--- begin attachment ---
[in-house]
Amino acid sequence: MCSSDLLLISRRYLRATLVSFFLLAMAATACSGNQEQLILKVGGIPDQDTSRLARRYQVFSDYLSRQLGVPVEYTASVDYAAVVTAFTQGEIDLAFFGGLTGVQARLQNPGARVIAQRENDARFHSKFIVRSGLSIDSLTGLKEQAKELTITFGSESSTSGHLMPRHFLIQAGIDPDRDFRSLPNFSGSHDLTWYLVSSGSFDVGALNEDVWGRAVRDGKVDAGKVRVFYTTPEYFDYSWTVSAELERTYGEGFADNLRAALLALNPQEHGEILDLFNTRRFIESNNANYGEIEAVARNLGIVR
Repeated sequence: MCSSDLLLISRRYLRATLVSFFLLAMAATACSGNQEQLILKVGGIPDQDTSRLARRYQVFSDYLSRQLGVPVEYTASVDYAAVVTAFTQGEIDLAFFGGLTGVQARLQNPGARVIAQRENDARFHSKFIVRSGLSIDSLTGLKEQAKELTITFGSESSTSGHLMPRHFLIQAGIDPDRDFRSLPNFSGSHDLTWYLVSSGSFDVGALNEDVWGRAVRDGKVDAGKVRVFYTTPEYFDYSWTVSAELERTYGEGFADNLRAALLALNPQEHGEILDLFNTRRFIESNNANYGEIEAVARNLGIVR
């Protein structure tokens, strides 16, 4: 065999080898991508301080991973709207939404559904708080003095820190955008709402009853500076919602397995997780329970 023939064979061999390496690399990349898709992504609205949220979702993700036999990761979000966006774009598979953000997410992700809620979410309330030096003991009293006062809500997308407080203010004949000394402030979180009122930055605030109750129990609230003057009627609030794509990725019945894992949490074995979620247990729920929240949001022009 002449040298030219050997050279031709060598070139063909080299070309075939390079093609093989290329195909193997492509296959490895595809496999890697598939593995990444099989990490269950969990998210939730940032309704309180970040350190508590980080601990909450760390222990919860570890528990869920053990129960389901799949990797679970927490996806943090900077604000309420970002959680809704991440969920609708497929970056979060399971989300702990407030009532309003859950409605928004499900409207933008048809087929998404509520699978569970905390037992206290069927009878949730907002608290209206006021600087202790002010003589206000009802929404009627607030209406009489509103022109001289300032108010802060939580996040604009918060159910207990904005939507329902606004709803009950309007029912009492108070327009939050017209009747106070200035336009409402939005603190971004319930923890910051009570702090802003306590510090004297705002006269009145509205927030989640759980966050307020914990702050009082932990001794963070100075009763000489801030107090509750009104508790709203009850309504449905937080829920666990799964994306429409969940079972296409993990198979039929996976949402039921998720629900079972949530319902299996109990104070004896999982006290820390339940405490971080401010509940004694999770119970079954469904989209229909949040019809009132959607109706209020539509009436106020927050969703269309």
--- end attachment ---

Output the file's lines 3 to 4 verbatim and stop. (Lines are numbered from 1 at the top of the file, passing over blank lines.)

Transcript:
Repeated sequence: MCSSDLLLISRRYLRATLVSFFLLAMAATACSGNQEQLILKVGGIPDQDTSRLARRYQVFSDYLSRQLGVPVEYTASVDYAAVVTAFTQGEIDLAFFGGLTGVQARLQNPGARVIAQRENDARFHSKFIVRSGLSIDSLTGLKEQAKELTITFGSESSTSGHLMPRHFLIQAGIDPDRDFRSLPNFSGSHDLTWYLVSSGSFDVGALNEDVWGRAVRDGKVDAGKVRVFYTTPEYFDYSWTVSAELERTYGEGFADNLRAALLALNPQEHGEILDLFNTRRFIESNNANYGEIEAVARNLGIVR
């Protein structure tokens, strides 16, 4: 065999080898991508301080991973709207939404559904708080003095820190955008709402009853500076919602397995997780329970 023939064979061999390496690399990349898709992504609205949220979702993700036999990761979000966006774009598979953000997410992700809620979410309330030096003991009293006062809500997308407080203010004949000394402030979180009122930055605030109750129990609230003057009627609030794509990725019945894992949490074995979620247990729920929240949001022009 002449040298030219050997050279031709060598070139063909080299070309075939390079093609093989290329195909193997492509296959490895595809496999890697598939593995990444099989990490269950969990998210939730940032309704309180970040350190508590980080601990909450760390222990919860570890528990869920053990129960389901799949990797679970927490996806943090900077604000309420970002959680809704991440969920609708497929970056979060399971989300702990407030009532309003859950409605928004499900409207933008048809087929998404509520699978569970905390037992206290069927009878949730907002608290209206006021600087202790002010003589206000009802929404009627607030209406009489509103022109001289300032108010802060939580996040604009918060159910207990904005939507329902606004709803009950309007029912009492108070327009939050017209009747106070200035336009409402939005603190971004319930923890910051009570702090802003306590510090004297705002006269009145509205927030989640759980966050307020914990702050009082932990001794963070100075009763000489801030107090509750009104508790709203009850309504449905937080829920666990799964994306429409969940079972296409993990198979039929996976949402039921998720629900079972949530319902299996109990104070004896999982006290820390339940405490971080401010509940004694999770119970079954469904989209229909949040019809009132959607109706209020539509009436106020927050969703269309």